Suwa’s Wonderful Drinking and Walking Event
Suwa city is a small town away in the middle of Nagano prefecture. For such a small town though it is home to a lot of interesting festivals and events. From two of the most impressive fireworks festivals in Japan to one of the most interesting festivals where they ride holy trees down a mountain there always seems to be something going on. As it happens this past weekend, on October third, there was another one of my favorite events in Suwa and it has to do with one of my favorite things. Sake.
The event is called Nomiaruki, which literally translates into “drink walk” and that is precisely what you are supposed to do at this event; drink and walk. The event takes place on route 20, not far from Kamisuwa station, where the five main sake breweries of Suwa are located. Yokobue, Maihime, Reijin, Honkin, and Masumi. You can buy tickets for 3000¥ at the NTT building, which marked on the map you can get from the station, or you can pre-purchase online for 2200¥. Either way you start at the ticket window where you receive a small square sake glass which you then take down the street to visit the breweries. Having this cup grants you unlimited samples.
While each brewery has its own normal batch of sake for sample there are also several seasonal batches to try. Sadly I am no true expert on sake but I can say I preferred the normal brews as opposed to karaguchi, or dry, sake.
That said, let’s have a quick look at the five breweries.
If you head down the street from the ticket window outside the NTT building the first brewery you come to is Maihime. A small little brewery but still quite tasty. It was opened in 1894. You can visit their website here. Unfortunately it’s only in Japanese. You can check a listing of their products and get some information on the brewery.
Next in line is Reijin. Which happens to be one of my favorites. It is also the second biggest of the five breweries. Their basic sake is a little on the dry side but not so much so that I can’t enjoy it. Also they have a sparkling sake that is really tasty and bubbly. It opened in 1789. Their site (in Japanese) is mostly for the selling of their products.
Continuing down the same side of the street you come to another smaller brewery, Honkin. Again another enjoyable stop, as all of them really are. Honkin was opened in 1756. You can check their products and see some information on the brewery on their website (again, only in Japanese).
Just across the street from Honkin is Yokobue, another smaller brewery. Yokobue is the only brewery that has umeshuu, a sweet alcohol made from plums, for sample. It’s also a smaller brewery. It opened in 1958 making it the youngest brewery of the five. Their site (in Japanese) is designed for selling their products and has some basic information too.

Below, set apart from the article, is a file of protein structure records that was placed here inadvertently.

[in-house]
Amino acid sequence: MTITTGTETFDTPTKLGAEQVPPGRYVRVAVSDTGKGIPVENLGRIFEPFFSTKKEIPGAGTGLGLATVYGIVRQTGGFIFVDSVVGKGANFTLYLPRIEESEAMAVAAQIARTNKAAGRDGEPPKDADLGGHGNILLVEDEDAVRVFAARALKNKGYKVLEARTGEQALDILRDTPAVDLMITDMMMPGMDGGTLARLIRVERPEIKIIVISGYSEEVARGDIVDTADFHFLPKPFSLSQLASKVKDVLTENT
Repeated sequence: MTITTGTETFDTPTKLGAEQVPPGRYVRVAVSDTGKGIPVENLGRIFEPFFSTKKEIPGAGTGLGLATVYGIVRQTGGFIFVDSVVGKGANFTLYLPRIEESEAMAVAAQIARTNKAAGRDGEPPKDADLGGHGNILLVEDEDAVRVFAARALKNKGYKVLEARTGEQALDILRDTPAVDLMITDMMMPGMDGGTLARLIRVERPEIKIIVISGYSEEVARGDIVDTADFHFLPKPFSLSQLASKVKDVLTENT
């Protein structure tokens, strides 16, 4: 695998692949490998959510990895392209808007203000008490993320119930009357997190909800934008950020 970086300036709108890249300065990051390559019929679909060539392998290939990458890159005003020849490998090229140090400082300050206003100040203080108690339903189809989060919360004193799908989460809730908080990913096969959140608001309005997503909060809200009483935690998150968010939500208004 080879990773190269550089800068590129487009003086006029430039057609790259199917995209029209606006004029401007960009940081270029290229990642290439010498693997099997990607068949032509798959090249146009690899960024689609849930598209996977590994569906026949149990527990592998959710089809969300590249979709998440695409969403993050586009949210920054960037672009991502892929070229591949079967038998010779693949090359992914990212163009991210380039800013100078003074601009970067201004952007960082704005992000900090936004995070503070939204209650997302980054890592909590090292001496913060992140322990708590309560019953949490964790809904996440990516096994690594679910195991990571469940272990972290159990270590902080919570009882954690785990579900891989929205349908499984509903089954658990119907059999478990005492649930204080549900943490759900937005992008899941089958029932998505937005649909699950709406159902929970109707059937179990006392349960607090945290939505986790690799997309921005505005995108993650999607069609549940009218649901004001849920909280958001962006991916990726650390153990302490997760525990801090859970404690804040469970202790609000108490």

Last, furthest down the street from the starting point, Is Masumi. Masumi is the oldest and largest brewery in the Suwa area and is fairly popular. It opened in 1662 and has survived some trials and tribulations over time. They offer a lot of different sake, from their normal brew, to their seasonal brew and even atsukan, warm or heated sake. Masumi’s site has, Japanese, English and even French support. You can find general information about them and their products. Or browse their online store for sake as well.
Of course just the sake breweries are enough but, it really wouldn’t be an event in Japan without street vendors. All down the street in various spots there are groups of food stalls selling various foods. Yakitori and the like. There are even a couple of stages with musical performances. One of the most notable vendors sells shikayaki, which is dear grilled on a stick. They also had wild boar sausages. Both were very delicious and I highly recommend them, even if they are a bit pricey at 500¥ for a piece.
I highly recommend Suwa’s Nomiaruki Festival. It is a great way to sample traditional Japanese sake and have a lovely day out. It happens twice a year. This was about the fall one which usually happens in October. There is a spring one, where you can try spring seasonal sake, that is organised in March.
To end off here are a couple of basic tips for enjoying Nomiaruki to its fullest.
- It is a walking event. Wear comfortable shoes.
- Bring some spare cash for the food stalls. It is worth trying some of the rare treats. Like wild boar sausage.
Don’t be shy with getting in line. Often large crowds will form very close to where lines should be for getting a sample. Have a look around and see if people have empty glasses or not and don’t feel bad about saying excuse me and pushing through to get in line.
That’s all folks. As far as getting there, unless you have a designated driver, I would recommend taking the train. Get off at Kamisuwa station and head to your right.